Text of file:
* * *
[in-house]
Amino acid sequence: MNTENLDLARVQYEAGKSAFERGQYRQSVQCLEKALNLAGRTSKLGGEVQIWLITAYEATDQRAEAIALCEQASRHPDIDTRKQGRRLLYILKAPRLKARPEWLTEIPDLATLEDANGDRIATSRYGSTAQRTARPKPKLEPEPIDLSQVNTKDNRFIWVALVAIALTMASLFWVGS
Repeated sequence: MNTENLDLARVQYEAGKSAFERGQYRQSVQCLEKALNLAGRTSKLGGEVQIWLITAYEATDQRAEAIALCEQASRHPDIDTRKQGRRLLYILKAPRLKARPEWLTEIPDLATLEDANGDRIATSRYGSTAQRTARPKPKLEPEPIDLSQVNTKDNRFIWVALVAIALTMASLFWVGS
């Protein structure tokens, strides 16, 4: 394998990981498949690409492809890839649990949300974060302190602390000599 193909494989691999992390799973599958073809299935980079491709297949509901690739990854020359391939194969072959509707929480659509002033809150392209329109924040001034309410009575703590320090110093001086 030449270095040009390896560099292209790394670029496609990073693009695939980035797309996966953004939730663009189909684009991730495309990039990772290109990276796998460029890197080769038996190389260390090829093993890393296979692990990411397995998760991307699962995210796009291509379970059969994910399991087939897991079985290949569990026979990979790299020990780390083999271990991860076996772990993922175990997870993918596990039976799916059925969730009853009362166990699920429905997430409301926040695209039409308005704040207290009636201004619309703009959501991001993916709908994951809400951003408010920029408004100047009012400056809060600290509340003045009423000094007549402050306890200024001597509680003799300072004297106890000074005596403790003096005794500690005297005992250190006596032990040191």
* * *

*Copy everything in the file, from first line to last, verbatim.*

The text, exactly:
[in-house]
Amino acid sequence: MNTENLDLARVQYEAGKSAFERGQYRQSVQCLEKALNLAGRTSKLGGEVQIWLITAYEATDQRAEAIALCEQASRHPDIDTRKQGRRLLYILKAPRLKARPEWLTEIPDLATLEDANGDRIATSRYGSTAQRTARPKPKLEPEPIDLSQVNTKDNRFIWVALVAIALTMASLFWVGS
Repeated sequence: MNTENLDLARVQYEAGKSAFERGQYRQSVQCLEKALNLAGRTSKLGGEVQIWLITAYEATDQRAEAIALCEQASRHPDIDTRKQGRRLLYILKAPRLKARPEWLTEIPDLATLEDANGDRIATSRYGSTAQRTARPKPKLEPEPIDLSQVNTKDNRFIWVALVAIALTMASLFWVGS
């Protein structure tokens, strides 16, 4: 394998990981498949690409492809890839649990949300974060302190602390000599 193909494989691999992390799973599958073809299935980079491709297949509901690739990854020359391939194969072959509707929480659509002033809150392209329109924040001034309410009575703590320090110093001086 030449270095040009390896560099292209790394670029496609990073693009695939980035797309996966953004939730663009189909684009991730495309990039990772290109990276796998460029890197080769038996190389260390090829093993890393296979692990990411397995998760991307699962995210796009291509379970059969994910399991087939897991079985290949569990026979990979790299020990780390083999271990991860076996772990993922175990997870993918596990039976799916059925969730009853009362166990699920429905997430409301926040695209039409308005704040207290009636201004619309703009959501991001993916709908994951809400951003408010920029408004100047009012400056809060600290509340003045009423000094007549402050306890200024001597509680003799300072004297106890000074005596403790003096005794500690005297005992250190006596032990040191």